Typically, kickers, punters and long snappers don’t get a ton of media attention. But when you’re David Akers, Andy Lee and Brian Jennings, a trio of specialists with eight Pro Bowl appearances combined, you certainly deserve recognition.
All three remain at the top of their respective games, and graced the latest 49ers Gameday Magazine in a cover story called “The Specialists.” Graphic designer Ben Mayberry designed the cover shoot, which was set up and photographed by team photographer Terrell Lloyd.
The photo shoot experience was fun for Jennings, who had never partaken in a photo shoot with the 49ers. He’s been on the team for 12 seasons, more than anyone on the current roster.
“We don’t necessarily get a lot of media attention,” Jennings said, “but it’s fun to be around high achievers, who perform at a high level. We’re grateful to the organization for putting the spotlight on us a little bit, to help make the 49ers fans what we do, and to get to know us better. It’s really great.”
So without further ado, here’s the cover story that examines the bond between Akers, Jennings and Lee.
The Specialists: Akers. Jennings. Lee.
By Taylor Price, 49ers.com
Faith. Family. Football. The three things that unify David Akers, Brian Jennings and Andy Lee, allow them to perform three specialized skills they provide for the San Francisco 49ers. Kick. Snap. Punt. In many ways, the veteran players have found commonalities through experiences shared in two months as teammates, and even more so through the kicking fraternity that exists within the National Football League. Before they ever donned the red and gold 49ers uniform at the same time, mutual respect existed between the three. The 49ers are the only team that has a Pro Bowler at each of the three specialist positions, and so it’s no surprise that Akers has been Pro Bowl teammates with the other two, having played on the NFC’s All-Star team with Jennings in 2005 and Lee in 2009. Admiration for other special teams performers is prevalent in the league, and is especially deep between the 49ers’ group.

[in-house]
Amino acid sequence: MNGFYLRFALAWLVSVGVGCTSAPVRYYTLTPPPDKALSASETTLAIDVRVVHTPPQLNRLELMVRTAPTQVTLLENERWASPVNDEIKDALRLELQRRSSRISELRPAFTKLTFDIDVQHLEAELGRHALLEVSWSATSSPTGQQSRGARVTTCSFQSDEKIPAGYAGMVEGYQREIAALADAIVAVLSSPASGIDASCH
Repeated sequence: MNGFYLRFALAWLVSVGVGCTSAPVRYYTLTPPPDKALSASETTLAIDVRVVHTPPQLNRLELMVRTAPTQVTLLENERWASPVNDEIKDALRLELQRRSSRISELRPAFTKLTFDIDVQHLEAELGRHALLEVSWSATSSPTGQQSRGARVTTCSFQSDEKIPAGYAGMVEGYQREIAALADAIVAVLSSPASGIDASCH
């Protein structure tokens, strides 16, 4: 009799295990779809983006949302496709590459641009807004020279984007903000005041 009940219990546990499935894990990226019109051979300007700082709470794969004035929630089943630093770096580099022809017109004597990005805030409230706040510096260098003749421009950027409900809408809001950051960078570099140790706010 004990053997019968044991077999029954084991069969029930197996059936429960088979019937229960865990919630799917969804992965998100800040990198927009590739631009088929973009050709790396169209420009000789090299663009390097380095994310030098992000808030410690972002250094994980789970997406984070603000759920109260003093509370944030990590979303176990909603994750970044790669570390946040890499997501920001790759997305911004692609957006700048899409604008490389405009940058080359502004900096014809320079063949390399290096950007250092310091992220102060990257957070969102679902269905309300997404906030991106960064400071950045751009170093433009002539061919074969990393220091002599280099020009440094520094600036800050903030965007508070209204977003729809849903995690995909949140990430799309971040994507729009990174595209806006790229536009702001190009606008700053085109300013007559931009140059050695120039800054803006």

Whether it’s spending time on the practice fields away from their teammates so they can hone individual and collective crafts, learning about each other’s football intelligence through meetings with respected special teams coach Brad Seely, or even relaxing on a team flight heading home from Philadelphia, the specialists have an unbreakable bond. In the back of the plane, there sat the three, discussing a hard-fought victory over the Eagles. It was especially meaningful for Akers, who made two field goals and connected on the game-winning PAT to beat his former team. “That was big,” said the 13-year veteran in the visiting locker room, some 30 yards away from the home locker room where he used to conduct post-game interviews. “To hit the last extra point, it’s like hitting a 50-yard field goal. It still counts as one, but it puts you up, and instead of a tie, you’re up by one.”
Even before the game, the 49ers knew it would mean a lot to Akers if they defeated the Eagles, considering he played in more regular season and postseason games than anyone in Philadelphia’s history and stands as the franchise’s leader in points (1,323), field goals (294), 50-plus yard field goals (15) and PATs (441). “I know whenever a guy plays his old team, they want to do something special,” Jennings shared. “I know he loves that place, loves the fans there and is grateful for the organization.” Akers, a great teammate, displayed his classy nature once more by purchasing Tony Luke’s cheese steaks for teammates and staff the day before the 49ers improved to 3-1 on the season. Sure, purchasing food will always win over teammates, but Akers doesn’t have to do that to earn admiration. It’s just the person he is. “He’s just somebody that treats everybody with respect; therefore he earns respect,” 49ers head coach Jim Harbaugh said during his team’s stay in Youngstown, Ohio prior to the Eagles win. “He’s just a good guy, got a good heart. People have good antennas and I think our guys perceive that.”
The players on the 49ers roster respect the values Akers lives his life by, especially Jennings and Lee, who find strong similarities in each other’s lifestyles. “We really practice a God, family, football lifestyle,” says Jennings. “The three of us really embody it.” Akers is a practicing minister, who knows and respects how hard it is to become a kicker, snapper or punter in the professional ranks. Even before he signed with the 49ers this offseason, Akers knew all about the operation Jennings and Lee provided former 49ers kicker Joe Nedney, who retired this offseason. Consider that mutual respect as another type of brotherhood, similar to what he shares with those who have his religious views. Because of the nature of each position, and the extreme skill it takes to perform in critical situations, Akers and all NFL specialists have respect for one another. That’s why you can see kickers, punters and snappers from opposing teams having conversations on the field in pregame warm-ups every Sunday, in every NFL city. It’s really a kicking fraternity. “That’s exactly what it is,” agrees Akers, the kicker selected to the NFL’s All-Decade team of the 2000s. “I think it takes awhile for most guys to make it in the NFL. You bounce around and then you finally lock on, so you kind of know these guys. A lot of guys train together in the offseason and there’s a respect. We can all be replaced quickly, so you have to play well and we keep each other up in that aspect.”